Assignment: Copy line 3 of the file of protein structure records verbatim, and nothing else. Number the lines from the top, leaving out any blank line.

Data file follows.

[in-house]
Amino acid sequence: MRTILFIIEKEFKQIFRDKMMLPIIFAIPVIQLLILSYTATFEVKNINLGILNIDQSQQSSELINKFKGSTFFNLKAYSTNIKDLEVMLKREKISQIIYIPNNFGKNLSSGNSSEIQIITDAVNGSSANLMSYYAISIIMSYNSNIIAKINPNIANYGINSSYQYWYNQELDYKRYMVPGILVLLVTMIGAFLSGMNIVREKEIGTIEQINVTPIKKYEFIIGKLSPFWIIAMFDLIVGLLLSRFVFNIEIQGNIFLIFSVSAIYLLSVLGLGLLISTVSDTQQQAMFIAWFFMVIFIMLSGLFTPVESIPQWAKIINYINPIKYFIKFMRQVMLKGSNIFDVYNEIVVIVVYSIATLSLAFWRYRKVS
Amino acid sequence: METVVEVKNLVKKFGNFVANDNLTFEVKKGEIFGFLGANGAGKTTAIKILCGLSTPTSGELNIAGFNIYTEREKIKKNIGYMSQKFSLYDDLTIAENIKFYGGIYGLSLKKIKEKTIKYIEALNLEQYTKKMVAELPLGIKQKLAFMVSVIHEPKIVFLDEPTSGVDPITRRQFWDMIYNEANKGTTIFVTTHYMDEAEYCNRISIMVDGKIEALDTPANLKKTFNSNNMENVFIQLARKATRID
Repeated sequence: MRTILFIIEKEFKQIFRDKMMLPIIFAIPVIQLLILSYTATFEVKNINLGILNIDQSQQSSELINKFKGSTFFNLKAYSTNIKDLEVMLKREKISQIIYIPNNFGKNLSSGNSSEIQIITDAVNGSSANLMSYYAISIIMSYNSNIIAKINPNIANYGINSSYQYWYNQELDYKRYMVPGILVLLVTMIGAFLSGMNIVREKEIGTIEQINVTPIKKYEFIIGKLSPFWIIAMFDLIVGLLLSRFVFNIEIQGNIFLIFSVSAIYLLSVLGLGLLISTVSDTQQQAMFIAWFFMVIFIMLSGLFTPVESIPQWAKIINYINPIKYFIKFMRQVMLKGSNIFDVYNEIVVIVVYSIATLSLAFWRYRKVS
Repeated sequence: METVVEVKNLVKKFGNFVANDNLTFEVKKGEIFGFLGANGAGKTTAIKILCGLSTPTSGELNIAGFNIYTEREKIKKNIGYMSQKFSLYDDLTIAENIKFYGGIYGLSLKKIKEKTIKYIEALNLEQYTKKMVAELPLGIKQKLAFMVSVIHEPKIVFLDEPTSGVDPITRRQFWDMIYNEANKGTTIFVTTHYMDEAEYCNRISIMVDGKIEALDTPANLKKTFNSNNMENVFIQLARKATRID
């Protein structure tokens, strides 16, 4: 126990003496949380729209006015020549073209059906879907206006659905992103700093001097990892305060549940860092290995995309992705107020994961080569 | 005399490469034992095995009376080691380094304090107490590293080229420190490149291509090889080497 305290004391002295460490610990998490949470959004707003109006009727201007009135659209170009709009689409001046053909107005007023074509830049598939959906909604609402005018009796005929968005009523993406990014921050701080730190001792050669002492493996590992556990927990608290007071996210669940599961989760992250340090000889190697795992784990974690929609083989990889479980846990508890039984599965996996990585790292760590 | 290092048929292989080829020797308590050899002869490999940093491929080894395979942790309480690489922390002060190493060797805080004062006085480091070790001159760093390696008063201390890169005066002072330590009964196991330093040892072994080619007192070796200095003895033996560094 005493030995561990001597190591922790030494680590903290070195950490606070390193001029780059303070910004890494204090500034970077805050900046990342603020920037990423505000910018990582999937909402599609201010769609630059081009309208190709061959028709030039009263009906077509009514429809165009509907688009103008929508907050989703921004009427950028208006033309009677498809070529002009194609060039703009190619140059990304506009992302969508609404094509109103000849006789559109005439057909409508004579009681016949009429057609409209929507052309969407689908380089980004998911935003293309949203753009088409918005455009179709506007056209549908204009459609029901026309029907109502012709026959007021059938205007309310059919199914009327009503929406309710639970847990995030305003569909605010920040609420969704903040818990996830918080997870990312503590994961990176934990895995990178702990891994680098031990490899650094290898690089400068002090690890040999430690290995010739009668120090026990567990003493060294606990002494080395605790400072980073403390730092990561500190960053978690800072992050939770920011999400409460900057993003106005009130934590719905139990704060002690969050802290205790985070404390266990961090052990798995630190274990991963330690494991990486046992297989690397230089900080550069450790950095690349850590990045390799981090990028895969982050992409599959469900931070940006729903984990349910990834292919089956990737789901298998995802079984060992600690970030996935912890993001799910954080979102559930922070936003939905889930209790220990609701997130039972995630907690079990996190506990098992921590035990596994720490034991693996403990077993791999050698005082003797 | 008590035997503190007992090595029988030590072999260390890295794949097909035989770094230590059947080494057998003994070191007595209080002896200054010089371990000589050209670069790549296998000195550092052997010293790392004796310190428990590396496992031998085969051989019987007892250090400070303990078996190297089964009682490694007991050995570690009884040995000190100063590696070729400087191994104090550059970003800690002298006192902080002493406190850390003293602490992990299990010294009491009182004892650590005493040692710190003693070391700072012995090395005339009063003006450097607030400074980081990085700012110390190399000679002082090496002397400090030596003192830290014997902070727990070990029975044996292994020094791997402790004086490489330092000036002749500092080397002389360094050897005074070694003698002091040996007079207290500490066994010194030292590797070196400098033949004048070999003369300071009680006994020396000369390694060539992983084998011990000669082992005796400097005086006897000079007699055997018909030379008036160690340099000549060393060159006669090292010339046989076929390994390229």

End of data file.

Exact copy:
Amino acid sequence: METVVEVKNLVKKFGNFVANDNLTFEVKKGEIFGFLGANGAGKTTAIKILCGLSTPTSGELNIAGFNIYTEREKIKKNIGYMSQKFSLYDDLTIAENIKFYGGIYGLSLKKIKEKTIKYIEALNLEQYTKKMVAELPLGIKQKLAFMVSVIHEPKIVFLDEPTSGVDPITRRQFWDMIYNEANKGTTIFVTTHYMDEAEYCNRISIMVDGKIEALDTPANLKKTFNSNNMENVFIQLARKATRID